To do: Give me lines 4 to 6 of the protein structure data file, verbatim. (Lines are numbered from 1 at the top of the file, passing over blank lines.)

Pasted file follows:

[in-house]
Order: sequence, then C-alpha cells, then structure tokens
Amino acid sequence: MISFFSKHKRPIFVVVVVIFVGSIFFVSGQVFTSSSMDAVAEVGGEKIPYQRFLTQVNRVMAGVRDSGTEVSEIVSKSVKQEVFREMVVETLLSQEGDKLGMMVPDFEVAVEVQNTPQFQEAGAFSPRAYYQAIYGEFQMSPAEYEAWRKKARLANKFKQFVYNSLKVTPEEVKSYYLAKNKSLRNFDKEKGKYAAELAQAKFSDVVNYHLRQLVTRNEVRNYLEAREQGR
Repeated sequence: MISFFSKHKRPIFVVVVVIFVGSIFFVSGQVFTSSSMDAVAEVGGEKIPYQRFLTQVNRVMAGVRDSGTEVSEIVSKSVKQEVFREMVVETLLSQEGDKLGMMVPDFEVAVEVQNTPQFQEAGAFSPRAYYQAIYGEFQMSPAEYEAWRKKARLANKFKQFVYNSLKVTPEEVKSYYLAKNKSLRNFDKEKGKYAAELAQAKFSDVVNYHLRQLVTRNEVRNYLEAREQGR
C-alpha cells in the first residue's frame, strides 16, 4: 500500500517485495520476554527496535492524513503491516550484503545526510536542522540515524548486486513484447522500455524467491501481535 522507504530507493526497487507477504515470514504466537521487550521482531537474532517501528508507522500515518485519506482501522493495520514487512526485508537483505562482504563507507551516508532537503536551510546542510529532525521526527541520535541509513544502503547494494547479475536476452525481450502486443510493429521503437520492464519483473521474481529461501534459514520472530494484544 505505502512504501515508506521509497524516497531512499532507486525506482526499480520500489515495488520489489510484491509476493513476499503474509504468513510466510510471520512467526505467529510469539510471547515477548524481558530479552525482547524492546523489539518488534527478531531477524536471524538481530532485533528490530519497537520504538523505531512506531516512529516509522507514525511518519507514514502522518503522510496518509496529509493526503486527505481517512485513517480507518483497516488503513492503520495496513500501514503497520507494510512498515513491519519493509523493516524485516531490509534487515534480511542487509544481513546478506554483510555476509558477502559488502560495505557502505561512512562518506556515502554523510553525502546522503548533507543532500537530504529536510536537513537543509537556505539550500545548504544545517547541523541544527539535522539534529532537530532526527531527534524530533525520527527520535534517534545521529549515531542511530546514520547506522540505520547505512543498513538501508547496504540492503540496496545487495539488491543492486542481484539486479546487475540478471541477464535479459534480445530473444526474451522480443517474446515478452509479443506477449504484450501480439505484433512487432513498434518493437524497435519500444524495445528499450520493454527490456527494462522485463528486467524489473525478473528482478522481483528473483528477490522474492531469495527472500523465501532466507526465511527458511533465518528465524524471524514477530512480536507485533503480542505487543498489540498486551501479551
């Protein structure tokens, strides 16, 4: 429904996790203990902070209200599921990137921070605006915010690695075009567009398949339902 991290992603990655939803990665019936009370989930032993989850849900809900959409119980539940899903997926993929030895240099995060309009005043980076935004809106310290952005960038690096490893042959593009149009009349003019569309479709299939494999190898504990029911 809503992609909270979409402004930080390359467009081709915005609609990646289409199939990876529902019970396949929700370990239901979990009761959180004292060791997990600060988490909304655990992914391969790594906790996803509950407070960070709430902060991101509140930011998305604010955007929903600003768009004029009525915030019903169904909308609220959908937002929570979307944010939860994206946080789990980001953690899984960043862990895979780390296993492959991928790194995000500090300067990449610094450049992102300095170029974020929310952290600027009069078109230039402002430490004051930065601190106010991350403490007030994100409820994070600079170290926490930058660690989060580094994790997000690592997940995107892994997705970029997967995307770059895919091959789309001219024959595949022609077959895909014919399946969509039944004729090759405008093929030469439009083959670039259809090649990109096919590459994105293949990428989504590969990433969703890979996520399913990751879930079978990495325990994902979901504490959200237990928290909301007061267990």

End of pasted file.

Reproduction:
Repeated sequence: MISFFSKHKRPIFVVVVVIFVGSIFFVSGQVFTSSSMDAVAEVGGEKIPYQRFLTQVNRVMAGVRDSGTEVSEIVSKSVKQEVFREMVVETLLSQEGDKLGMMVPDFEVAVEVQNTPQFQEAGAFSPRAYYQAIYGEFQMSPAEYEAWRKKARLANKFKQFVYNSLKVTPEEVKSYYLAKNKSLRNFDKEKGKYAAELAQAKFSDVVNYHLRQLVTRNEVRNYLEAREQGR
C-alpha cells in the first residue's frame, strides 16, 4: 500500500517485495520476554527496535492524513503491516550484503545526510536542522540515524548486486513484447522500455524467491501481535 522507504530507493526497487507477504515470514504466537521487550521482531537474532517501528508507522500515518485519506482501522493495520514487512526485508537483505562482504563507507551516508532537503536551510546542510529532525521526527541520535541509513544502503547494494547479475536476452525481450502486443510493429521503437520492464519483473521474481529461501534459514520472530494484544 505505502512504501515508506521509497524516497531512499532507486525506482526499480520500489515495488520489489510484491509476493513476499503474509504468513510466510510471520512467526505467529510469539510471547515477548524481558530479552525482547524492546523489539518488534527478531531477524536471524538481530532485533528490530519497537520504538523505531512506531516512529516509522507514525511518519507514514502522518503522510496518509496529509493526503486527505481517512485513517480507518483497516488503513492503520495496513500501514503497520507494510512498515513491519519493509523493516524485516531490509534487515534480511542487509544481513546478506554483510555476509558477502559488502560495505557502505561512512562518506556515502554523510553525502546522503548533507543532500537530504529536510536537513537543509537556505539550500545548504544545517547541523541544527539535522539534529532537530532526527531527534524530533525520527527520535534517534545521529549515531542511530546514520547506522540505520547505512543498513538501508547496504540492503540496496545487495539488491543492486542481484539486479546487475540478471541477464535479459534480445530473444526474451522480443517474446515478452509479443506477449504484450501480439505484433512487432513498434518493437524497435519500444524495445528499450520493454527490456527494462522485463528486467524489473525478473528482478522481483528473483528477490522474492531469495527472500523465501532466507526465511527458511533465518528465524524471524514477530512480536507485533503480542505487543498489540498486551501479551
């Protein structure tokens, strides 16, 4: 429904996790203990902070209200599921990137921070605006915010690695075009567009398949339902 991290992603990655939803990665019936009370989930032993989850849900809900959409119980539940899903997926993929030895240099995060309009005043980076935004809106310290952005960038690096490893042959593009149009009349003019569309479709299939494999190898504990029911 809503992609909270979409402004930080390359467009081709915005609609990646289409199939990876529902019970396949929700370990239901979990009761959180004292060791997990600060988490909304655990992914391969790594906790996803509950407070960070709430902060991101509140930011998305604010955007929903600003768009004029009525915030019903169904909308609220959908937002929570979307944010939860994206946080789990980001953690899984960043862990895979780390296993492959991928790194995000500090300067990449610094450049992102300095170029974020929310952290600027009069078109230039402002430490004051930065601190106010991350403490007030994100409820994070600079170290926490930058660690989060580094994790997000690592997940995107892994997705970029997967995307770059895919091959789309001219024959595949022609077959895909014919399946969509039944004729090759405008093929030469439009083959670039259809090649990109096919590459994105293949990428989504590969990433969703890979996520399913990751879930079978990495325990994902979901504490959200237990928290909301007061267990």